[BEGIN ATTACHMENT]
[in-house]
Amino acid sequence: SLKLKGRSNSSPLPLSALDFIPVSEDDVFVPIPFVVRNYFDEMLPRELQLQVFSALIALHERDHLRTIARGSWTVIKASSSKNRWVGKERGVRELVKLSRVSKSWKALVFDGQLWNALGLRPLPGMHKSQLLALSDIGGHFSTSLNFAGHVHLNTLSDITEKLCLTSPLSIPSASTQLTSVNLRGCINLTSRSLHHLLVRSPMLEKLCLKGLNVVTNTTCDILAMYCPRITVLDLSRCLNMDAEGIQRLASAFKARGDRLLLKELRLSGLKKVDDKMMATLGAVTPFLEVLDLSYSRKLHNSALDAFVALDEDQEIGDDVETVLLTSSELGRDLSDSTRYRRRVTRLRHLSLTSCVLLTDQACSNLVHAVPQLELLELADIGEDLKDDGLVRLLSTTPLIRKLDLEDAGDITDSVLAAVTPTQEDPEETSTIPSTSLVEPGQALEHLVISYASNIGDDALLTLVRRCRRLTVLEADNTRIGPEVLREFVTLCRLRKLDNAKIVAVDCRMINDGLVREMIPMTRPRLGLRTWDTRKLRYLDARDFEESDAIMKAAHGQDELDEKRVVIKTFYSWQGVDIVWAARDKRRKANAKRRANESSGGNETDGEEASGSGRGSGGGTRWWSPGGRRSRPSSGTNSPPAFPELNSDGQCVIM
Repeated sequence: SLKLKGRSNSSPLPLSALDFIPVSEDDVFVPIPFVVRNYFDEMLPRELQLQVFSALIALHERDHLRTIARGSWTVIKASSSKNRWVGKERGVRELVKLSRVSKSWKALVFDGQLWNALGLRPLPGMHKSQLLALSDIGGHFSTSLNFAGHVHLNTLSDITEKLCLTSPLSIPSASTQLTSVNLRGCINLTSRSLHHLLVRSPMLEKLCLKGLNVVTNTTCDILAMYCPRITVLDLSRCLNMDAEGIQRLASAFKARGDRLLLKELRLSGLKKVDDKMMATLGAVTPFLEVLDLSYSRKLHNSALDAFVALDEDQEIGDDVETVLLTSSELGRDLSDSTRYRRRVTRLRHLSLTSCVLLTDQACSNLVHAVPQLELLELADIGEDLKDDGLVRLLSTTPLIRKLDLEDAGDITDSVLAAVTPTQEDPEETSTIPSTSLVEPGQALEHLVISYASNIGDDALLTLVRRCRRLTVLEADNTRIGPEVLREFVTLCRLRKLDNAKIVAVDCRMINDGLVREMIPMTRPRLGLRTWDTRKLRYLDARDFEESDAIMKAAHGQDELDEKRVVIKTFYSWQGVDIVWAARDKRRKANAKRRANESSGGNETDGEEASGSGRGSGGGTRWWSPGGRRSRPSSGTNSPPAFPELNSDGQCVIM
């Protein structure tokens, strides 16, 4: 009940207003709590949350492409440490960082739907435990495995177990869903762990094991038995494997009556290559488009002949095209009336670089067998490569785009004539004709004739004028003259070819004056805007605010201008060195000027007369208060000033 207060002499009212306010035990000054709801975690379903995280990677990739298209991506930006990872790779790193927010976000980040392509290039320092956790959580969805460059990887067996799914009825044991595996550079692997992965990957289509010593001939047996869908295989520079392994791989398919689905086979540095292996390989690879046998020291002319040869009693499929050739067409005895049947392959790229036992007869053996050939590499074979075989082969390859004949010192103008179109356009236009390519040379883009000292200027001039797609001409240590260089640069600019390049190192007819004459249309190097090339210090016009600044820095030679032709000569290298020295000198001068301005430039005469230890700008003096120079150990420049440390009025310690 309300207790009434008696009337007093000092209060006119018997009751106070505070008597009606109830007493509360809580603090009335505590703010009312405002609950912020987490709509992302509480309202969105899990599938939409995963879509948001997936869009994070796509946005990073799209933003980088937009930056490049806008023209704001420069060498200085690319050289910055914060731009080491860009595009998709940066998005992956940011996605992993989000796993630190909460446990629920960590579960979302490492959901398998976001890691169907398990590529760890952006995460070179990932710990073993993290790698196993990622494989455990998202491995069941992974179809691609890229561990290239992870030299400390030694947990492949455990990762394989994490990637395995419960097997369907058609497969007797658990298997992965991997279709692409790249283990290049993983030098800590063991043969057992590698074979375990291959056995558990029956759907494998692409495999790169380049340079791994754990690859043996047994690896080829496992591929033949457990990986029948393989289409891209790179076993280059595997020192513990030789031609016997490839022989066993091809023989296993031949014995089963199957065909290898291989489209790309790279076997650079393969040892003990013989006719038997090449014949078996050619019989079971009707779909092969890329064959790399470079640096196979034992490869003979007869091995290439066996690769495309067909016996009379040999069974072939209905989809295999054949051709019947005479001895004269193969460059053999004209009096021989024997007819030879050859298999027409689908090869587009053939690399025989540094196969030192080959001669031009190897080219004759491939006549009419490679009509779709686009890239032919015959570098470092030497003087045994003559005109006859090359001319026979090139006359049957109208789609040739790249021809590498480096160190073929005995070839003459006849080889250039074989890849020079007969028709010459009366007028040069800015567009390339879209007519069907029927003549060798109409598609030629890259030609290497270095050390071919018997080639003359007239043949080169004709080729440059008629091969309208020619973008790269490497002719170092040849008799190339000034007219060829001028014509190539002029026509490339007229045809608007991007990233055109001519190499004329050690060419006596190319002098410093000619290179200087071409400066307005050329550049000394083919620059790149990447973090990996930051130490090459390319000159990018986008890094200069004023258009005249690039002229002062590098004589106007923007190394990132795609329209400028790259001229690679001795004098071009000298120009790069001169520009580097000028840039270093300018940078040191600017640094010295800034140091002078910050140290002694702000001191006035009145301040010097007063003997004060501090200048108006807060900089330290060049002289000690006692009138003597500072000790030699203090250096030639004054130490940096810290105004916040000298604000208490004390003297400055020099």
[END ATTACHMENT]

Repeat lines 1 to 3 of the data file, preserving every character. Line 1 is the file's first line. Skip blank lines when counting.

[in-house]
Amino acid sequence: SLKLKGRSNSSPLPLSALDFIPVSEDDVFVPIPFVVRNYFDEMLPRELQLQVFSALIALHERDHLRTIARGSWTVIKASSSKNRWVGKERGVRELVKLSRVSKSWKALVFDGQLWNALGLRPLPGMHKSQLLALSDIGGHFSTSLNFAGHVHLNTLSDITEKLCLTSPLSIPSASTQLTSVNLRGCINLTSRSLHHLLVRSPMLEKLCLKGLNVVTNTTCDILAMYCPRITVLDLSRCLNMDAEGIQRLASAFKARGDRLLLKELRLSGLKKVDDKMMATLGAVTPFLEVLDLSYSRKLHNSALDAFVALDEDQEIGDDVETVLLTSSELGRDLSDSTRYRRRVTRLRHLSLTSCVLLTDQACSNLVHAVPQLELLELADIGEDLKDDGLVRLLSTTPLIRKLDLEDAGDITDSVLAAVTPTQEDPEETSTIPSTSLVEPGQALEHLVISYASNIGDDALLTLVRRCRRLTVLEADNTRIGPEVLREFVTLCRLRKLDNAKIVAVDCRMINDGLVREMIPMTRPRLGLRTWDTRKLRYLDARDFEESDAIMKAAHGQDELDEKRVVIKTFYSWQGVDIVWAARDKRRKANAKRRANESSGGNETDGEEASGSGRGSGGGTRWWSPGGRRSRPSSGTNSPPAFPELNSDGQCVIM
Repeated sequence: SLKLKGRSNSSPLPLSALDFIPVSEDDVFVPIPFVVRNYFDEMLPRELQLQVFSALIALHERDHLRTIARGSWTVIKASSSKNRWVGKERGVRELVKLSRVSKSWKALVFDGQLWNALGLRPLPGMHKSQLLALSDIGGHFSTSLNFAGHVHLNTLSDITEKLCLTSPLSIPSASTQLTSVNLRGCINLTSRSLHHLLVRSPMLEKLCLKGLNVVTNTTCDILAMYCPRITVLDLSRCLNMDAEGIQRLASAFKARGDRLLLKELRLSGLKKVDDKMMATLGAVTPFLEVLDLSYSRKLHNSALDAFVALDEDQEIGDDVETVLLTSSELGRDLSDSTRYRRRVTRLRHLSLTSCVLLTDQACSNLVHAVPQLELLELADIGEDLKDDGLVRLLSTTPLIRKLDLEDAGDITDSVLAAVTPTQEDPEETSTIPSTSLVEPGQALEHLVISYASNIGDDALLTLVRRCRRLTVLEADNTRIGPEVLREFVTLCRLRKLDNAKIVAVDCRMINDGLVREMIPMTRPRLGLRTWDTRKLRYLDARDFEESDAIMKAAHGQDELDEKRVVIKTFYSWQGVDIVWAARDKRRKANAKRRANESSGGNETDGEEASGSGRGSGGGTRWWSPGGRRSRPSSGTNSPPAFPELNSDGQCVIM